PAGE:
It’s About Standards
Admittedly, I was as surprised as anyone to see “Gentile Lubavitcher refused conversion” in the Jerusalem Post. While it may be true that the belief that a deceased individual is the Messiah is foreign to normative Judaism, it is quite a step further to say that this belief alone disqualifies a potential convert. Note that this might have some bearing on the previous discussion concerning what is “Outside the Pale” — that although one cannot point to certain beliefs and label them “heresy,” one can still say that they place a person outside the mainstream community. [N.B. Comments regarding the aforementioned belief, as well as a continuation of the “Outside the Pale” discussion, will not be accepted in this thread.]
Whatever emerges from that discussion, one point has clearly been made: Rabbinical Courts have standards. It’s about complying with the standards, and not a matter of excluding people based upon politics. One can dredge up dozens of stories of dubious conversions held under Orthodox auspices that were allowed to get through — perhaps what is going on here is an elimination of loopholes of that nature. But it is as well-known as it is obvious that the Lubavitcher movement aligns itself with Orthodox Judaism, and supports the growth of Orthodoxy in the Holy Land. If the Court was interested in pandering to its chosen clientele, this is the last thing they would have done.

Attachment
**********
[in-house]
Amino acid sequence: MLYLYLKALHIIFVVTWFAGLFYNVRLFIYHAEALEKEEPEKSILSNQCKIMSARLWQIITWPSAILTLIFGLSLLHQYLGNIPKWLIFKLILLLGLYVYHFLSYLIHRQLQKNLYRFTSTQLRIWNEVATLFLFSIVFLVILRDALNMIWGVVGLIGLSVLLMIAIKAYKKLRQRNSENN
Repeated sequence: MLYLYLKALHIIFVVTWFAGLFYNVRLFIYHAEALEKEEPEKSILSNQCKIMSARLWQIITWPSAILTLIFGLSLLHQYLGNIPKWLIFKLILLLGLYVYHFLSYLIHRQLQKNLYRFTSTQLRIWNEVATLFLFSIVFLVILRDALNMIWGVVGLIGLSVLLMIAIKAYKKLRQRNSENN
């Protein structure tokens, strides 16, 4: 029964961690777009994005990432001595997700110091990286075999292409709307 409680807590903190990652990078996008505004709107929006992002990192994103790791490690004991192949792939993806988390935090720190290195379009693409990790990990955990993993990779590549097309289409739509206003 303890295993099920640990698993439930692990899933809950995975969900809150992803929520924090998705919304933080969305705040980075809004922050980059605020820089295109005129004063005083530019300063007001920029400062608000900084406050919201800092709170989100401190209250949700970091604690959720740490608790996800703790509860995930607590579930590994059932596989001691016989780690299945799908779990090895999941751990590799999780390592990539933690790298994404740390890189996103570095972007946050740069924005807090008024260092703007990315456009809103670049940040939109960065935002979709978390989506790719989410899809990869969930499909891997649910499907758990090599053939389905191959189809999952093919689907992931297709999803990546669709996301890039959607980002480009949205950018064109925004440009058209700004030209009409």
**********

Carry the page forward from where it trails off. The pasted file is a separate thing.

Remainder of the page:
Contrast, if you will, the following:
“Orthodoxy” is not a separate religion from Judaism. If you have converted to Judaism, under the authority of any legitimate rabbinic authority, you are a Jew. Jewish law does not recognize a distinction between different branches, despite the refusal of orthodox authorities to accept non-orthodox conversions.
Everything that he said there was correct, until he got to the last line. The refusal of Orthodox authorities to accept non-orthodox conversions is because Jewish law does not recognize a distinction between different branches. Jewish law defines a legitimate rabbinic authority, and defines requirements for conversion — these, the Reform writer glosses over. Even if he’s never learned a Jewish word, simple logic dictates that you can’t espouse the idea that people can pick and choose observances and claim to be following a law. He is playing a political game and pandering to his audience.
And that, fortunately, is what the Israeli Rabbinical Courts are unwilling to do. And even those who disagree with their decisions can respect them for making them. Because it’s about standards.